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The Collegian

The Student News Site of Tarrant County College

The Collegian

The Student News Site of Tarrant County College

The Collegian

Ceramics professor showcases inspirations

Ariel Bowman creates elaborate worlds through her aesthetically unique ceramic pieces

AZUL SORDO
photo editor

Photos courtesy of Ariel BowmanThe site showcases “Birds, Beasts, Trees, Flowers Ceramic”, a mixed media project from 2019.
The site showcases “Baignoire Sur Pieds Ceramic,” a
mixed media, porcelain table from 2018.

A prehistoric species of aquatic sloth lounges in a luxurious 18th century Rococo style bathtub, overflowing with bubbles — a glimpse into the elaborate worlds constructed by NE ceramics instructor Ariel Bowman.

Fascinated by the parallels between art and science, Bowman works to unite these worlds through her detailed ceramic pieces.

Perhaps her most widely recognized body of work, “Wondrous Creatures,” places carefully selected prehistoric animals in picturesque Enlightenment era environments.

This juxtaposition mirrors “a time when our relationship to nature was being expanded by scientific discoveries, yet separated by the disappearance of wild places,” Bowman wrote in her art portfolio.

As a child, Bowman spent her time flipping through animal encyclopedias and working in the ceramics studio with her mother, NE ceramics professor Karmien Bowman. Her father specializes in restoring 18th century Rococo furniture, a style that heavily influences much of her work.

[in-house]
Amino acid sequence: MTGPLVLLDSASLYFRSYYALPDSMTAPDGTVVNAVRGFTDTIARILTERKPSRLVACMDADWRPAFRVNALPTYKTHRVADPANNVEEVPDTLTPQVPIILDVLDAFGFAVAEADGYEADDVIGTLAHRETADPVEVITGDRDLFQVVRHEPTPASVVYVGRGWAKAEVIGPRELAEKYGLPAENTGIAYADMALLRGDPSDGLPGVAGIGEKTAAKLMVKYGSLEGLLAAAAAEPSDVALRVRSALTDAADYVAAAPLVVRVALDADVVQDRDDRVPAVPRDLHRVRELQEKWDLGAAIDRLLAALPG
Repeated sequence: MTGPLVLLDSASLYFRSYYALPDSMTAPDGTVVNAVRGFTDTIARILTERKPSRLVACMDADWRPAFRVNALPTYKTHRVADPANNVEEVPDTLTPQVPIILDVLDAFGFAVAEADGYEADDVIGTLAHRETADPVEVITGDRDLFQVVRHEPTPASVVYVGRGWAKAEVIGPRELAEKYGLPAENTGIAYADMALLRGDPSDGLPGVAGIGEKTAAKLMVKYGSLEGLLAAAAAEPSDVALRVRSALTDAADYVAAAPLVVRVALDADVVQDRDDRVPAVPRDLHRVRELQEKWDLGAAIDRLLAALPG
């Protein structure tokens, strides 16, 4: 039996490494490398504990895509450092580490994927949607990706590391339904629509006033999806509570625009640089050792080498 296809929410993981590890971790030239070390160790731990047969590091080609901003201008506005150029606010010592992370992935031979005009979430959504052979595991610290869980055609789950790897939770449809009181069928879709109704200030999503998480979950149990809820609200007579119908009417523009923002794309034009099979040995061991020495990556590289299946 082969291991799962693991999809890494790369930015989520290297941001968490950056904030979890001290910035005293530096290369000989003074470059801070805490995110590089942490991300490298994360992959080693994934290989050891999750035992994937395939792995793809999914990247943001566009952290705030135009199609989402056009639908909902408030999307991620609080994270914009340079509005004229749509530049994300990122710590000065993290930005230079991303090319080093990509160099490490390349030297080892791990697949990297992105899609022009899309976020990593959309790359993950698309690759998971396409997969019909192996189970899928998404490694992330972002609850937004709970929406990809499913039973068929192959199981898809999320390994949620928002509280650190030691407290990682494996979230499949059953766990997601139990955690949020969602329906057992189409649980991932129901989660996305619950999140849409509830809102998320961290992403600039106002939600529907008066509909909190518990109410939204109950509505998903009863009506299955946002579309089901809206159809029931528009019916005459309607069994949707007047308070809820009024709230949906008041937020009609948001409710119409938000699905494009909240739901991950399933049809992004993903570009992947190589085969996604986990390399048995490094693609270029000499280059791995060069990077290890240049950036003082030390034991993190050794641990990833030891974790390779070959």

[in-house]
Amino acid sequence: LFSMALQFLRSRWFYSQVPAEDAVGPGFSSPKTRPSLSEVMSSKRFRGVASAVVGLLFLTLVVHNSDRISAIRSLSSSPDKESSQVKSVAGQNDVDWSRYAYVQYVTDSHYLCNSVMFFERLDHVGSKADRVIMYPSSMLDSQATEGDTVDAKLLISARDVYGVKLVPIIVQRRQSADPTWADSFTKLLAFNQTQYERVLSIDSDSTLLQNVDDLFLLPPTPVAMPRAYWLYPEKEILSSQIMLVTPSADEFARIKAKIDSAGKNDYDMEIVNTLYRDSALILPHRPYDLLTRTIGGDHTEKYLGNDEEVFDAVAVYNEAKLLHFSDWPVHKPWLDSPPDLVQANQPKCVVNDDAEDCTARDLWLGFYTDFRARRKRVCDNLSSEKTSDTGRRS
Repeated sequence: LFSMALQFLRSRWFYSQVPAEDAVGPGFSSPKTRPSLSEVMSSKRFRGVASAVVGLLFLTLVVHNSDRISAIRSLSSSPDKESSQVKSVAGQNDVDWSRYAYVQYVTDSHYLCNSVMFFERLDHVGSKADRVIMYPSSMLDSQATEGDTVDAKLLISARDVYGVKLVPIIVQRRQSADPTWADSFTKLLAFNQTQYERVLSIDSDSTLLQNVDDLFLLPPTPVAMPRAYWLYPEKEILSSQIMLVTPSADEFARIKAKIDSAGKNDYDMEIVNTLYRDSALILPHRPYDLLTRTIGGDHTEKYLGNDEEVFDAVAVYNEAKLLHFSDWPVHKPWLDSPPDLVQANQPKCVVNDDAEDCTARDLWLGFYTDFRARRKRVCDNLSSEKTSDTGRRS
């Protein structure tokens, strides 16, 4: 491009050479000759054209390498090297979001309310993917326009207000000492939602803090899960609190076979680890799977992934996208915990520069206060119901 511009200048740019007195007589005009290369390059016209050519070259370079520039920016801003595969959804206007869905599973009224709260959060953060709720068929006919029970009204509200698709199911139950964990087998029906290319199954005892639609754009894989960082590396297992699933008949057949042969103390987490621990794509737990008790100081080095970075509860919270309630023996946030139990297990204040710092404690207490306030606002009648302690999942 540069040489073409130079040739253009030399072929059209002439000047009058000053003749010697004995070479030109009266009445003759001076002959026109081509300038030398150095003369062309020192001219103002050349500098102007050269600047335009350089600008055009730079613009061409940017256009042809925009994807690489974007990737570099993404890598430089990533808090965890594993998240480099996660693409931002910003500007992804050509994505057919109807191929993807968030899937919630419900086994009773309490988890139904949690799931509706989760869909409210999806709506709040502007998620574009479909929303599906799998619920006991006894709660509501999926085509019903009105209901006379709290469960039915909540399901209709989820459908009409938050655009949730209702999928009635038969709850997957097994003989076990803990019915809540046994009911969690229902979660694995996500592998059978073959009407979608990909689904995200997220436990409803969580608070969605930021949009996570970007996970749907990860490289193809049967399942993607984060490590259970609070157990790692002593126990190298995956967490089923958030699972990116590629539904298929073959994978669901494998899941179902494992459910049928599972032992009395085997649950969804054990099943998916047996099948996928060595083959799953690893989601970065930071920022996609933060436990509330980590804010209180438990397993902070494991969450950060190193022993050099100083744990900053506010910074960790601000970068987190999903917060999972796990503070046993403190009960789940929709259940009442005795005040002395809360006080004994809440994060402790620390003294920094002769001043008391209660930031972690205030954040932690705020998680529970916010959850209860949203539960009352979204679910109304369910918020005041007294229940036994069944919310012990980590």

Having always been drawn to the stranger and lesser known creatures, her artistic focus on prehistoric animals goes beyond aesthetics.

“I definitely try to find the weirdest ones possible,” Bowman said. “People get so excited and interested when they find out that they really existed, that there are fossils of that strange thing — I love that.”

In her piece “Haute Couture” a prehistoric giraffe wanders behind a folding screen, intricately decorated gowns draped over it’s antlers. The screen, a sprawling landscape painted on its panels, symbolizes transformation through natural selection, Bowman said.

“It’s worlds within worlds and you keep questioning your understanding of the piece,” Bowman said. “That constant questioning that I feel is very indicative of scientific people and artistic people. We’re always questioning everything.”

This body of work can still be viewed at Florida Museum of Natural History’s virtual exhibit. After organizing a temporary exhibit June 2018, project manager Dale Johnson said he wanted the experience to live on through their website.

“I am awed by the fine detail in her ceramics — the most delicate lace and folds

of fabric, furnishings and glazes all executed perfectly,” Johnson said. “This uncommon combination of knowledge and skills allows her to engage with people at many levels.”

Before the pandemic, Bowman held ceramics workshops alongside her mother in their shared studio in Flower Mound, TX. Bowman now holds workshops exclusively online, opening her doors to students across the globe.

Professional sculptor Diane Cardill, based in Montreal, Canada, was grateful for the opportunity to work with Ariel Bowman despite the 1,746 miles between them.

“After taking my first workshop I was hooked,” Cardill said. “Technology has brought our studios tog e the online efforts continue.”

The site showcases “This Thing All Things Devours
Ceramic,” a mixed media project from 2019.
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